ALMA Able To Measure Seed For Planet Forming

By Rodney Rafols , Dec 05, 2016 11:20 PM EST

One of the most exciting aspects of Astronomy is to see how planets form. There are few sightings of this, though, even if there are already a number of stars seen having planets around them. ALMA though has been able to measure the seed for planet forming, which might be a good start to learn more how planets are formed.

Planet formation in itself is a long process. It takes millions of years for planets to evolve. Viewing some would take much time, though there are few stars that have been seen where the process is taking place. While the process might take time, the components that make planets are still around.

One of the components of planet formation is dust. The Atacama Large Millimeter Array (ALMA) has been able to measure the measure dust particles around a young star. This has been done through radio wave polarization.

Akimasa Kataoka of the National Astronomical Observatory of Japan and a Humboldt research fellow at Heidelberg University has studied how such small particles could eventually come together to form planets. Along with his colleagues, he has theorized that young stars have radio waves that scatter dust particles. This then polarizes the dust particles.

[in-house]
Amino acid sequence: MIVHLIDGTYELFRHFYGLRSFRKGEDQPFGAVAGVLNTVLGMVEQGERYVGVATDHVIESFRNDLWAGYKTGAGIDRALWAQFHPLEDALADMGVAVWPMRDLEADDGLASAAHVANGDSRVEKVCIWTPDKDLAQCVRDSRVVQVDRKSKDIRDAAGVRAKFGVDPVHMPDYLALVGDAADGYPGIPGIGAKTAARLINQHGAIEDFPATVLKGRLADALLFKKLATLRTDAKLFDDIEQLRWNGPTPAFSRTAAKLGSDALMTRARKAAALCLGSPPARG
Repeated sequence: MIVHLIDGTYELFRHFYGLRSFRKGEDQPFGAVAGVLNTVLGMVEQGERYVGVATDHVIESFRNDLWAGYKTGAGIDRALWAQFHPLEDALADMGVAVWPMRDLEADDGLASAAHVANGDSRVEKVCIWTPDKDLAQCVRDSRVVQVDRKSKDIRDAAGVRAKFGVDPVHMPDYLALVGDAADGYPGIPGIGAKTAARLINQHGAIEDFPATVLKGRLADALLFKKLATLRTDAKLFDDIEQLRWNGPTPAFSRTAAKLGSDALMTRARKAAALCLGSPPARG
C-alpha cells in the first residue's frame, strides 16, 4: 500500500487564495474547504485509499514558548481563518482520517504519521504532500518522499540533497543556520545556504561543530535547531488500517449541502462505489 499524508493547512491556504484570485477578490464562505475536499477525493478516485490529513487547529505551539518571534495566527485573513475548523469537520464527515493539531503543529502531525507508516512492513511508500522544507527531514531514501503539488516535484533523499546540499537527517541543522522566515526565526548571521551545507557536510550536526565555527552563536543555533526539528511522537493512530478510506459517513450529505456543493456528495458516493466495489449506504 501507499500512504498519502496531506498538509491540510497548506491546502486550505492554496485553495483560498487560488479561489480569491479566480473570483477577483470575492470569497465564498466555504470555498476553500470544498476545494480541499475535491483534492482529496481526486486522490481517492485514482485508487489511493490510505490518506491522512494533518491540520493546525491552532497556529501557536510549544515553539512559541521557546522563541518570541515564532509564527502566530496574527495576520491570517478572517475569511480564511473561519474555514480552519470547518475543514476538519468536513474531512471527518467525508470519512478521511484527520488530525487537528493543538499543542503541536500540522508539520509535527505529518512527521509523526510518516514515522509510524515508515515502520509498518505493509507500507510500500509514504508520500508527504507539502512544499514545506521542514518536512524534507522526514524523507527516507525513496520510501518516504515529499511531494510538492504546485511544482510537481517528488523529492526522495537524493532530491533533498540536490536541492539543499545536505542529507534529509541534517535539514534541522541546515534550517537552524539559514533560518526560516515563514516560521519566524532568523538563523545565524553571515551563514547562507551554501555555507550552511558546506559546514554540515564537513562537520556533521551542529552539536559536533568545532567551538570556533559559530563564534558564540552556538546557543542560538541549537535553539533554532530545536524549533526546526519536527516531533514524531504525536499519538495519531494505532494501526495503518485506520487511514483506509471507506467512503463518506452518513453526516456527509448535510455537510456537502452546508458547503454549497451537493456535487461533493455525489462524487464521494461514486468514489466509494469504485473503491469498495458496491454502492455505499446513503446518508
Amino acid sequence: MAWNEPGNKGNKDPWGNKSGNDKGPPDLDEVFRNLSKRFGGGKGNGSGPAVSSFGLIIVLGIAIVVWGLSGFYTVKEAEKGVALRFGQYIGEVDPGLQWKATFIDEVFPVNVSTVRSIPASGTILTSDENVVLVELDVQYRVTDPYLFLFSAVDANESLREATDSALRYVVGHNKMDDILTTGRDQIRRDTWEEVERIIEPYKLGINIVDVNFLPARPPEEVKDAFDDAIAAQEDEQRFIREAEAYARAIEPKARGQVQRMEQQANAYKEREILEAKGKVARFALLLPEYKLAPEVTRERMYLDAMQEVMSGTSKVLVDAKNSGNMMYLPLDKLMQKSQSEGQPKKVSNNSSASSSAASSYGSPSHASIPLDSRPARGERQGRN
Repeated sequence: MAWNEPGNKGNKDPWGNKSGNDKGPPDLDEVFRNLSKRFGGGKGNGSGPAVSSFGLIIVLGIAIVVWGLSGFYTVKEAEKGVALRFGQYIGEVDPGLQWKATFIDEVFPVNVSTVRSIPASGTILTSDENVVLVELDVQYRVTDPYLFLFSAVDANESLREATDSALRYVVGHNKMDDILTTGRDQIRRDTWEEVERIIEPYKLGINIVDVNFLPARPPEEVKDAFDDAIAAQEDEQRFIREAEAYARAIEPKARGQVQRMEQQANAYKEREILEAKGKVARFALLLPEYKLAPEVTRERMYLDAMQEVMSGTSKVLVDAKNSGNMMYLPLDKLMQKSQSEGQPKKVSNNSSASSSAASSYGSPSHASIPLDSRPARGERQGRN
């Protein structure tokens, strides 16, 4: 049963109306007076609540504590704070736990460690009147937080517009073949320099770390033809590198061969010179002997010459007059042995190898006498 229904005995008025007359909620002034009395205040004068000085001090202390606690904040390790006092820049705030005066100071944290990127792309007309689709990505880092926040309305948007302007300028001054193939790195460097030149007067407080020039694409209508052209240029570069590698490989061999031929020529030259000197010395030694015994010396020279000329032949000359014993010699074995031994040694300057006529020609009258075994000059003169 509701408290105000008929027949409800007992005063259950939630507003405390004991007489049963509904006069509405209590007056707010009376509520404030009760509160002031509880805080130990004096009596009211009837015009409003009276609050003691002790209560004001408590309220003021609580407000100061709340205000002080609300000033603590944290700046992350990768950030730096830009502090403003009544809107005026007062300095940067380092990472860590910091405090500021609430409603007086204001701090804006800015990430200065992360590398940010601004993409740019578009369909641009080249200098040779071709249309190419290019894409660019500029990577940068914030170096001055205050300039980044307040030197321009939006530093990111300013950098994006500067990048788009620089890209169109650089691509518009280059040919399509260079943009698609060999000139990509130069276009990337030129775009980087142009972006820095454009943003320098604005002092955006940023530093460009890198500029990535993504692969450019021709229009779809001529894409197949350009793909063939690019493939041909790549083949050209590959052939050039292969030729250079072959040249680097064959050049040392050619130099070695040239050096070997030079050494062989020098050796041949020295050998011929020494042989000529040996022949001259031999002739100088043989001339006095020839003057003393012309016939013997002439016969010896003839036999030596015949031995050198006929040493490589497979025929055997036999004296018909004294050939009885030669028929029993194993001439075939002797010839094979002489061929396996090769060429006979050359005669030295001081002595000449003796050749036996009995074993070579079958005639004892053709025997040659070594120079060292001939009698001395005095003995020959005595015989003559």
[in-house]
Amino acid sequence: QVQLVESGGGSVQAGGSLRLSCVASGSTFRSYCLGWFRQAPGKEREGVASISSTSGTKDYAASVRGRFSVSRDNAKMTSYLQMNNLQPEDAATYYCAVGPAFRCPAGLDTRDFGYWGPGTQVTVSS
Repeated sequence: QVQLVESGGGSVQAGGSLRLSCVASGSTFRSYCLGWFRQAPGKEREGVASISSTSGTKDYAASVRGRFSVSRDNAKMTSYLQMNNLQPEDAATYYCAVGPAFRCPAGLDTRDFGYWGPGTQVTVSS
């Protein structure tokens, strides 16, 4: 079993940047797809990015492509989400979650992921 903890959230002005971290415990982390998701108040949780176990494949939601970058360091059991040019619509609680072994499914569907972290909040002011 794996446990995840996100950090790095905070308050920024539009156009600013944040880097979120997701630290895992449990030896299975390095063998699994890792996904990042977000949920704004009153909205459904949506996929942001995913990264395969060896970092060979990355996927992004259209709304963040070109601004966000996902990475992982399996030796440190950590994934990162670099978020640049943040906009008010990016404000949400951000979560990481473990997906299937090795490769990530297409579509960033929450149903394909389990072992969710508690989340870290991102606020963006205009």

Kataoka and his team have observed the star HD 142527 in order to see how the process works, according to the ALMA website. Through observation they have been able to measure how large the dust particles are around the star. Most of the particles have a measurement of 140 micrometers, based on polarization. The size is ten times smaller than what's been expected.

This variance in actual size to its theoretical size might be attributed to the dust particles themselves. The particles are much more complex in shape than the theoretical spherical dust particle, as Phys Org notes. This would then account for the difference between how small the particles actually are as against what their size has been thought of.

Kataoka has noted that measuring the dust particles' size is just the first step. Much more research would be done in understanding how planets have been formed. ALMA being able to measure the seed for planet forming though is already a big step towards that direction. Also recently seen is a massive galaxy forming from molecular gas.

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